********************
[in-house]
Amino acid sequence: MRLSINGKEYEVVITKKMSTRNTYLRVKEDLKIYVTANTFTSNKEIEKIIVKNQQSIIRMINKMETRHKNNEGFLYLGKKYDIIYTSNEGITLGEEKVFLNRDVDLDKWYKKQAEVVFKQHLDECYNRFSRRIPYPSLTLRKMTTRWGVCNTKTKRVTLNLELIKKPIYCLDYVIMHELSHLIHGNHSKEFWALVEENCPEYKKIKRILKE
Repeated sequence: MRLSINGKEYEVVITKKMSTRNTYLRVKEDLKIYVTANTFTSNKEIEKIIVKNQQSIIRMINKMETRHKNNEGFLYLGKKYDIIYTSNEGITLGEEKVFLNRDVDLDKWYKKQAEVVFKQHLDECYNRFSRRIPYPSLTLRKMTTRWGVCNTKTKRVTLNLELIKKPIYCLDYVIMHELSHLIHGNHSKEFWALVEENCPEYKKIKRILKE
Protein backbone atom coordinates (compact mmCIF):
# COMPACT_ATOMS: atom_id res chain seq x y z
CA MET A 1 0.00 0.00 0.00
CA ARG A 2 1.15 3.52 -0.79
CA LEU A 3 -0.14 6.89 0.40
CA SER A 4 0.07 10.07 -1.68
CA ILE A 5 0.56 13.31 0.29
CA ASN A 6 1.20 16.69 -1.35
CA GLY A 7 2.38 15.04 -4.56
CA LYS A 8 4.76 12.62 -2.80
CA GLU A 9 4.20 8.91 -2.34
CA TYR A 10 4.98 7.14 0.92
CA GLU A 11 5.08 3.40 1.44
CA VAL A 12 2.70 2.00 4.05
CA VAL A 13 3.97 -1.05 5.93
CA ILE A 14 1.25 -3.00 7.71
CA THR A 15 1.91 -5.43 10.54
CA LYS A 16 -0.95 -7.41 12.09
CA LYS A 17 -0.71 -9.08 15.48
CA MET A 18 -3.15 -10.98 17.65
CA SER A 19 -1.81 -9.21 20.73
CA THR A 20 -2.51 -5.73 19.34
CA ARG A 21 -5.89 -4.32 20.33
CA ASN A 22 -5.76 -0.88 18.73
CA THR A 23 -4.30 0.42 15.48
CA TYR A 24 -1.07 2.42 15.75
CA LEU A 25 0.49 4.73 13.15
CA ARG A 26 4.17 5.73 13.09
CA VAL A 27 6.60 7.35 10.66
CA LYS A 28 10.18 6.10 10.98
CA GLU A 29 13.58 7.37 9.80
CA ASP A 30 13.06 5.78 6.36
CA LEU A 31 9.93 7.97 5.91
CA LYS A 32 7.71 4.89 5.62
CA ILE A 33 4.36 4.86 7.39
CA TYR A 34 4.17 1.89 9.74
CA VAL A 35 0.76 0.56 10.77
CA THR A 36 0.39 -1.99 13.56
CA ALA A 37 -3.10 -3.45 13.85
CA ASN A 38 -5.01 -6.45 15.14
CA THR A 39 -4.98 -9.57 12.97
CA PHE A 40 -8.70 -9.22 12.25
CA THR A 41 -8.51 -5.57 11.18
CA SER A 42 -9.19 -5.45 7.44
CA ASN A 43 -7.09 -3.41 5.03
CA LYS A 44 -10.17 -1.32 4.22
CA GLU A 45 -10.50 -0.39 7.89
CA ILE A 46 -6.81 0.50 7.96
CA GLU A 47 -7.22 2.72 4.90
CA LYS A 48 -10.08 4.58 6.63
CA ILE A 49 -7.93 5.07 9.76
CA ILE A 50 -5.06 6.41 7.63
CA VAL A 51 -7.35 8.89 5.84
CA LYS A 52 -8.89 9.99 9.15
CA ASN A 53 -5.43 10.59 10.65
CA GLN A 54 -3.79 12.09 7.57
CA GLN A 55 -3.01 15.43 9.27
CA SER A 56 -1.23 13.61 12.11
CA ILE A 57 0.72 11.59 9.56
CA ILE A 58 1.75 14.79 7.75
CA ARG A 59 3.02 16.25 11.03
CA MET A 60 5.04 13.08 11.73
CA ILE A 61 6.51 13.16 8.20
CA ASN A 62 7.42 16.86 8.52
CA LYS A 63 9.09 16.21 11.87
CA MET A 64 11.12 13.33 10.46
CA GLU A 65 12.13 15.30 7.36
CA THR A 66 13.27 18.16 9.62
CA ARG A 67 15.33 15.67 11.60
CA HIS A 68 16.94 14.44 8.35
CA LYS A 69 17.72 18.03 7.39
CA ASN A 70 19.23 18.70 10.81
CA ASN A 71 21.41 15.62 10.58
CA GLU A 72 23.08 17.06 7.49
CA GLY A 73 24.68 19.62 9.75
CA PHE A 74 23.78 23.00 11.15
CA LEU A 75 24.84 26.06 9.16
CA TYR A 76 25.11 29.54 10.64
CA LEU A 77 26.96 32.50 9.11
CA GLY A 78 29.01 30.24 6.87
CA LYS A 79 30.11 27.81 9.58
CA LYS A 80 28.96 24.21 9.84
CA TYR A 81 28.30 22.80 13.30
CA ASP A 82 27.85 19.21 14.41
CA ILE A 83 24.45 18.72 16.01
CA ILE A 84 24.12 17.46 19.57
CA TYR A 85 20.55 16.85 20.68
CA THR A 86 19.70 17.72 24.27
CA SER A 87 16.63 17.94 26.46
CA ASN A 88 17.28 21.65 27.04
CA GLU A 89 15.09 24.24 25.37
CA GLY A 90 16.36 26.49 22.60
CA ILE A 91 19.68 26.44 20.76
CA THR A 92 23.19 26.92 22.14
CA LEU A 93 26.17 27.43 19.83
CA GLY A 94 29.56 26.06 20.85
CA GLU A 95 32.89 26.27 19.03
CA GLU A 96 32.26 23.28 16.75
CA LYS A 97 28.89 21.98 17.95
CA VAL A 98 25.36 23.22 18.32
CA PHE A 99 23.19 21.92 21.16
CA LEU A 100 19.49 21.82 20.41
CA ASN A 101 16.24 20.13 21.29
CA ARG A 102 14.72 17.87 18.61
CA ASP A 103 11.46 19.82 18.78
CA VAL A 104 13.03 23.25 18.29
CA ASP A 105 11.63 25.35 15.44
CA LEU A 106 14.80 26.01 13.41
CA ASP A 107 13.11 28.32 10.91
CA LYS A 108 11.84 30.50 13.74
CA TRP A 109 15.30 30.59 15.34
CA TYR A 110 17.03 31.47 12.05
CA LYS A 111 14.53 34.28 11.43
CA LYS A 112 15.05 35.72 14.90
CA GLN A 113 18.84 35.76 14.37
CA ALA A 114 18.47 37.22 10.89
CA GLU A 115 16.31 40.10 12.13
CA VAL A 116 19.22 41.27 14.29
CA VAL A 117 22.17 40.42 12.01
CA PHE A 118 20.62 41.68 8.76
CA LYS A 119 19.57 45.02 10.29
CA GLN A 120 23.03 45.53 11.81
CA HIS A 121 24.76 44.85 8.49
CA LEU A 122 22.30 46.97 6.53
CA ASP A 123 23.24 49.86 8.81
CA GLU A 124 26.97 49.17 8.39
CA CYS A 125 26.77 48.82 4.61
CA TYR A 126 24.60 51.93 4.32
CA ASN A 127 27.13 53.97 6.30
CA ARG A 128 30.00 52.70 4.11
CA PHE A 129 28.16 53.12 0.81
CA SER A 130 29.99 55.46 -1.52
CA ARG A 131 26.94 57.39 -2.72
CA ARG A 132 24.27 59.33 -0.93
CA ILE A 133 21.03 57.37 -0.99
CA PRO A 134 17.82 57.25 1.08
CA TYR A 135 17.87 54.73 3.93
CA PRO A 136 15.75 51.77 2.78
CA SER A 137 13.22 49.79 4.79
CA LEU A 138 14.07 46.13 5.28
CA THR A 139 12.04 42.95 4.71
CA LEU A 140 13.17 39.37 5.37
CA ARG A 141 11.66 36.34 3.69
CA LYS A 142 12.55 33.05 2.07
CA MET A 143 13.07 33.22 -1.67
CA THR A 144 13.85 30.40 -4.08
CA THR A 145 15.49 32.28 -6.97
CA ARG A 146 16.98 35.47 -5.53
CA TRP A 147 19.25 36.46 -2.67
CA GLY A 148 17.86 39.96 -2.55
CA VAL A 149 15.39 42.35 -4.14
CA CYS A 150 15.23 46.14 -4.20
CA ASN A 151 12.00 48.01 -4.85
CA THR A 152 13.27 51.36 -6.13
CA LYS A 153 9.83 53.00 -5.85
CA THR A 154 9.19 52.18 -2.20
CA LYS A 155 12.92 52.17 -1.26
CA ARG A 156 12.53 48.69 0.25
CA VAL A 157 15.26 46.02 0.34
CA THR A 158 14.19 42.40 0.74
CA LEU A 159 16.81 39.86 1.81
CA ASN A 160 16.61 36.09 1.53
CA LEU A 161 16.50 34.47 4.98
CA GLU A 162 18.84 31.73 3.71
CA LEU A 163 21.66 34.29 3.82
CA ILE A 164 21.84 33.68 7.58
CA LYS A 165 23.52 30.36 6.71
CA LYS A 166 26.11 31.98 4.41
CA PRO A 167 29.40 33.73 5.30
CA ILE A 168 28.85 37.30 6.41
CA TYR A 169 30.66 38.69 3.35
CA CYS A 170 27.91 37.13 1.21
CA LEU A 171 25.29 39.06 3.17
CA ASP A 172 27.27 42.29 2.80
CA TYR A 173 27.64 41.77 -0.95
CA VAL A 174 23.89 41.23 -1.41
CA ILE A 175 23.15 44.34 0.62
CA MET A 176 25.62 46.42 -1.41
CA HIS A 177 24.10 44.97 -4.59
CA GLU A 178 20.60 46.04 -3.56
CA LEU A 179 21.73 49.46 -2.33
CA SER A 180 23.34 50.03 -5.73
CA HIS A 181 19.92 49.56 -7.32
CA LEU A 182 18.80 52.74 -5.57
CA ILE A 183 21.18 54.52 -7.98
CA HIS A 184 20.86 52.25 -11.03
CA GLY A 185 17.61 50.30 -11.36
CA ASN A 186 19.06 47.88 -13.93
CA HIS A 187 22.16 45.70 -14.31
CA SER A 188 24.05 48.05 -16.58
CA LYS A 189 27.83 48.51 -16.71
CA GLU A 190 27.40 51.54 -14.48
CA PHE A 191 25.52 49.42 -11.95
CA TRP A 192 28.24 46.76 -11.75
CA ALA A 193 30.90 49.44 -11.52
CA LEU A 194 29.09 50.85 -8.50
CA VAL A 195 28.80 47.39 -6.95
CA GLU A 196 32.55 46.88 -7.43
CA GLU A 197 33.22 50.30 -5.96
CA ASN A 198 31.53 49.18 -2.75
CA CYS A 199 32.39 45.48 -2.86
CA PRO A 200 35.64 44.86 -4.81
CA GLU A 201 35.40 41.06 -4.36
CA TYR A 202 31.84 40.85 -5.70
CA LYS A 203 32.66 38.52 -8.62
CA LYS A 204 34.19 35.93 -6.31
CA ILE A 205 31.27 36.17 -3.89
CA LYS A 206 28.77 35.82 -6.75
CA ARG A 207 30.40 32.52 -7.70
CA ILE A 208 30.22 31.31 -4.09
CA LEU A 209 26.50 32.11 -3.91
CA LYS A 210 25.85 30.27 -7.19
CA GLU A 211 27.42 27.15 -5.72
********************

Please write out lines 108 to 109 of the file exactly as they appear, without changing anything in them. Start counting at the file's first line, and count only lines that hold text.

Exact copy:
CA ASP A 103 11.46 19.82 18.78
CA VAL A 104 13.03 23.25 18.29